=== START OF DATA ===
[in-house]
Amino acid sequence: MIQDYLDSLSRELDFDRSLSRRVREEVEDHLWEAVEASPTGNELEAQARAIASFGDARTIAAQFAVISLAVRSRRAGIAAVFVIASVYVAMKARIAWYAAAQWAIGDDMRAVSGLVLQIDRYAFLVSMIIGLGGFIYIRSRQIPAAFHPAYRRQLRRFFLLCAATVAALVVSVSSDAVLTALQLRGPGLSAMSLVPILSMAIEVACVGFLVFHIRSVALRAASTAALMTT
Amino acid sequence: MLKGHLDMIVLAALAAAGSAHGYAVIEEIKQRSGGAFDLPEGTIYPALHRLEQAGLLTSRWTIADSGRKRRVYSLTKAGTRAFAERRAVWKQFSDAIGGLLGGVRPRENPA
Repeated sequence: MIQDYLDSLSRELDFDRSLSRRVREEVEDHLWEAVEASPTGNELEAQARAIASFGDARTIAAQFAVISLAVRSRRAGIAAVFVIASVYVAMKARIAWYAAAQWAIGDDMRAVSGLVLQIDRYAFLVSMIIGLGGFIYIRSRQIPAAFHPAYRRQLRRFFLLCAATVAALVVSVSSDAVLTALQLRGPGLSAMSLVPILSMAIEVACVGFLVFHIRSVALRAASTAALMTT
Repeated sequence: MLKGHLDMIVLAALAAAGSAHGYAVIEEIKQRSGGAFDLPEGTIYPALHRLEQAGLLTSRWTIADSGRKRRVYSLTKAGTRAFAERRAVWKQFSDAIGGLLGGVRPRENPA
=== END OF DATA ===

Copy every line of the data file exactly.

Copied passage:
[in-house]
Amino acid sequence: MIQDYLDSLSRELDFDRSLSRRVREEVEDHLWEAVEASPTGNELEAQARAIASFGDARTIAAQFAVISLAVRSRRAGIAAVFVIASVYVAMKARIAWYAAAQWAIGDDMRAVSGLVLQIDRYAFLVSMIIGLGGFIYIRSRQIPAAFHPAYRRQLRRFFLLCAATVAALVVSVSSDAVLTALQLRGPGLSAMSLVPILSMAIEVACVGFLVFHIRSVALRAASTAALMTT
Amino acid sequence: MLKGHLDMIVLAALAAAGSAHGYAVIEEIKQRSGGAFDLPEGTIYPALHRLEQAGLLTSRWTIADSGRKRRVYSLTKAGTRAFAERRAVWKQFSDAIGGLLGGVRPRENPA
Repeated sequence: MIQDYLDSLSRELDFDRSLSRRVREEVEDHLWEAVEASPTGNELEAQARAIASFGDARTIAAQFAVISLAVRSRRAGIAAVFVIASVYVAMKARIAWYAAAQWAIGDDMRAVSGLVLQIDRYAFLVSMIIGLGGFIYIRSRQIPAAFHPAYRRQLRRFFLLCAATVAALVVSVSSDAVLTALQLRGPGLSAMSLVPILSMAIEVACVGFLVFHIRSVALRAASTAALMTT
Repeated sequence: MLKGHLDMIVLAALAAAGSAHGYAVIEEIKQRSGGAFDLPEGTIYPALHRLEQAGLLTSRWTIADSGRKRRVYSLTKAGTRAFAERRAVWKQFSDAIGGLLGGVRPRENPA